and craftsmanship have been vastly upgraded to the extent that now the
S-class is a worthy alternative to the small Bentley and Rolls-Royce.
The high-tech theme is obvious in the full LCD instrument panel, which
inevitably looks out of place amongst the surrounding wood trim.
Unusually, Mercedes joins the main instrument and infotainment screens
together and houses them under the same huge, rectangular pod. Frankly,
its shape has little aethestic to speak of. But as soon as you press on
the start button, your attention will be drawn to the pair of huge,
12.3-inch TFT screens, amazed by their size and clarity.
Following the demise of Maybach, the S-class needs to take care of the
richest buyers who usually occupy the back seat. Therefore the W222 can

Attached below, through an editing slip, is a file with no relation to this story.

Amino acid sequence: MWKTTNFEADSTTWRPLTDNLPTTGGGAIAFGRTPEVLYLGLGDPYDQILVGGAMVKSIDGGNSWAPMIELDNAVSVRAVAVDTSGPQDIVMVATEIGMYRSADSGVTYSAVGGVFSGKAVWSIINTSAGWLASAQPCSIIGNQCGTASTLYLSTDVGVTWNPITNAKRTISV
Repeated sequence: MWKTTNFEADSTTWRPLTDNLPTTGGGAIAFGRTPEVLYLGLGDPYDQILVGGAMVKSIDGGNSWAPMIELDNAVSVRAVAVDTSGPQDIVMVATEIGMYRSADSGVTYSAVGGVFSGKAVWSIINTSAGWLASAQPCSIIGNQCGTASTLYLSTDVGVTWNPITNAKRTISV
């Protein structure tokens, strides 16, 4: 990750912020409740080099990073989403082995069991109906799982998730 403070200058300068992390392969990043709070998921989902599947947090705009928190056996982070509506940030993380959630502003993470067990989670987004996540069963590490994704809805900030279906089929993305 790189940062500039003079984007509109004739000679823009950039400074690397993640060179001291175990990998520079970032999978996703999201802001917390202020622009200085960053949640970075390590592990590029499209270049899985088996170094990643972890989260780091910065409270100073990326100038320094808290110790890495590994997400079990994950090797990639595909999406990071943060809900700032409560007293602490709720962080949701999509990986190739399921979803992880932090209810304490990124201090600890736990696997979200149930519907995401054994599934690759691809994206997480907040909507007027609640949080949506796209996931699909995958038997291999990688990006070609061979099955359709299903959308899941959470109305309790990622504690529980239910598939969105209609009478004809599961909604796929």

be optioned with countless of really cool features. One of
them is tycoon seats. Unlike typical German seats, they are made of
soft leather like British luxury. They can recline to wide angles and
offer leg rests for the boss to take a sleep. They are also heated and
cooled, and even provide hot-stone massaging! A pair of aluminum
folding tables can be unflipped from the rear center console like what
you see on
airliner. Want to relax before giving an important speech? There is a
24-speaker 3D surround sound system, active perfuming system and LED
ambient lighting that can be adjusted to 7 colors and 5 levels of
brightness. In terms of luxury features and interior finishing, the new
S-class is clearly a class above BMW 7-Series and Audi A8 etc. It moves
closer to the territory of Rolls-Royce and Bentley.
the term "agile" is probably overstated, it is by no means as bulky as
its size suggested.
And then there are more high-tech safety equipment and driving aids
than you can find on any other cars in the world. For example, it uses
two cameras and 3 different types of radar to scan the objects in